It was an acknowledgement that the worst had happened; the mission was now in "contingency" mode. Mission Control was sealed off, and each flight controller began carefully preserving his or her consoleís data.

Columbia was gone, and all seven of its crew had been killed. NASA refers to this most rare and catastrophic of events as an LOCVó"Loss of Crew and Vehicle."
Frozen

Columbia is lost. There are no survivors.

óPresident George W. Bush in a national address, 14:04 EST, February 1, 2003


The world of human space flight pausedófirst to mourn, then to discover what had happened. Congress laid that responsibility on the combined shoulders of the Columbia Accident Investigation Board (referred to, in typical NASA acronym-dependent style, as "the CAIB" or just "CAIB," which rhymes with "Gabe"). In the months after Columbia, the CAIB stretched its investigative fingers all through NASA and its supporting contractors.

My own memories of the time immediately following the accident are dominated by images of somber meetings and frantic work. I was a junior system administrator at Boeing in Houston, and because we supported the shuttle program, we had to locate and send cases and cases of backup tapesócontaining everything that happened on every server in our data center during the missionóover to NASA for analysis.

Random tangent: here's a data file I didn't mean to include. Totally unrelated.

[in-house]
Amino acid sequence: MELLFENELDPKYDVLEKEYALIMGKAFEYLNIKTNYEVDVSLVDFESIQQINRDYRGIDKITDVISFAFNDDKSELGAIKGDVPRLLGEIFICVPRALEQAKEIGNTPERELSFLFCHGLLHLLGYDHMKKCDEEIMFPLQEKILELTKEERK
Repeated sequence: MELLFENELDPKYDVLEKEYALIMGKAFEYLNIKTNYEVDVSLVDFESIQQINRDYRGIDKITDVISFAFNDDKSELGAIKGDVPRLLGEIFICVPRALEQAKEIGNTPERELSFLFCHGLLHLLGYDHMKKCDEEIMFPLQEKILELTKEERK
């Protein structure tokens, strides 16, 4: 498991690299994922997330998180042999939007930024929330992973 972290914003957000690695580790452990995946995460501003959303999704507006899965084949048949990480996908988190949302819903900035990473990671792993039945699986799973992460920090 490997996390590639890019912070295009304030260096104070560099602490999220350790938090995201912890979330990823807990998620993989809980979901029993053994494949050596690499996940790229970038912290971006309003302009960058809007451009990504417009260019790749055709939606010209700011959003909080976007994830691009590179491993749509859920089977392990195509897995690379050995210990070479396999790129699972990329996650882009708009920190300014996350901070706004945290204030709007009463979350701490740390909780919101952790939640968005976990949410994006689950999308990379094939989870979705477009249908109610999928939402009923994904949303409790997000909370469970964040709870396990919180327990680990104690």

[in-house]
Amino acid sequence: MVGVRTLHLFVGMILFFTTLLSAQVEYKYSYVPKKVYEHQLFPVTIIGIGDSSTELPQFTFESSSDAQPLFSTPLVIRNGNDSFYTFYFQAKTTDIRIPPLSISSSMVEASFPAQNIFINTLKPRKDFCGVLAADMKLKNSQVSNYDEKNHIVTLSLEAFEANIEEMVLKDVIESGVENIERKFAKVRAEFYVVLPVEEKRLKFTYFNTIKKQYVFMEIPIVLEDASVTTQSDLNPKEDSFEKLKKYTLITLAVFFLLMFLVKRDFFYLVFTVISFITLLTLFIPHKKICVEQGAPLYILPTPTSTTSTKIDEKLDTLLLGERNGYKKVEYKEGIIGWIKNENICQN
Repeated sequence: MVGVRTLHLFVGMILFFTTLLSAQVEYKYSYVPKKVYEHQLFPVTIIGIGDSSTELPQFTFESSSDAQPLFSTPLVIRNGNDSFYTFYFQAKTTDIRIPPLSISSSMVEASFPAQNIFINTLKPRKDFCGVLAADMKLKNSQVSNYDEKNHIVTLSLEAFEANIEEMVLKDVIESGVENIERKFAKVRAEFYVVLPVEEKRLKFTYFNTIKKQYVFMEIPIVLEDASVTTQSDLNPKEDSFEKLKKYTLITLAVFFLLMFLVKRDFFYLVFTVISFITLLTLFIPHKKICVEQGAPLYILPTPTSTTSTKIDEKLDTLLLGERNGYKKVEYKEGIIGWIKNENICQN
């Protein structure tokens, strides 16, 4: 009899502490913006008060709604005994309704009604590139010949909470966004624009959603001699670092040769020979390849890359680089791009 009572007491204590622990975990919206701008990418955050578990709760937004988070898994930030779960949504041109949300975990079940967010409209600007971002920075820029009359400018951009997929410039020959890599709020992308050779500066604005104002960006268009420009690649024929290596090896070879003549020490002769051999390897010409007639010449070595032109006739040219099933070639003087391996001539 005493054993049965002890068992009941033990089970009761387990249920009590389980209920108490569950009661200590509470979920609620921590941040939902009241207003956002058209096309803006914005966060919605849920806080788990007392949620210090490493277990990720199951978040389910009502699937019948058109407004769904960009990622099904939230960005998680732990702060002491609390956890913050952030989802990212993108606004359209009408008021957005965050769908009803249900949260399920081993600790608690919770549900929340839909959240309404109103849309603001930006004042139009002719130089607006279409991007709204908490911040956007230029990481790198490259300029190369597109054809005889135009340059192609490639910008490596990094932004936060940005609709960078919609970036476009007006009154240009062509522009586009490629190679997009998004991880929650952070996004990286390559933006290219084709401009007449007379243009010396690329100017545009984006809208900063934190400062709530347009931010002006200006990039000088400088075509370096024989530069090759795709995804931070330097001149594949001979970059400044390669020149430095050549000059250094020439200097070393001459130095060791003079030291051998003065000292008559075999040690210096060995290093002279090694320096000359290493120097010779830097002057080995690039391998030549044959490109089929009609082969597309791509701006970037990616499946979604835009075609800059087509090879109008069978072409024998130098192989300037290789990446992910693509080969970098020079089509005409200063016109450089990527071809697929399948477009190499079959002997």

In August 2003, the CAIB issued its final report. Behind the direct cause of the foam strike, the report leveled damning critiques at NASAís pre- and post-launch decision-making, painting a picture of an agency dominated by milestone-obsessed middle management. That focus on narrow, group-specific work and reporting, without a complementary focus on cross-department integration and communication, contributed at least as much to the loss of the shuttle as did the foam impact. Those accusations held a faint echo of familiarityómany of them had been raised 17 years earlier by the Rogers Commission investigating Challengerís destruction.

[...]

Read the full article at: arstechnica.com



Related Articles
Carl Sagan warned of space shuttle Columbia disaster? The truth is in The Vault
NASA sells shuttle PCs without wiping secret data
U.S. astronaut John Glenn: Keep space shuttles flying
NASA Investigates Remote Possibility of Shuttle Sabotage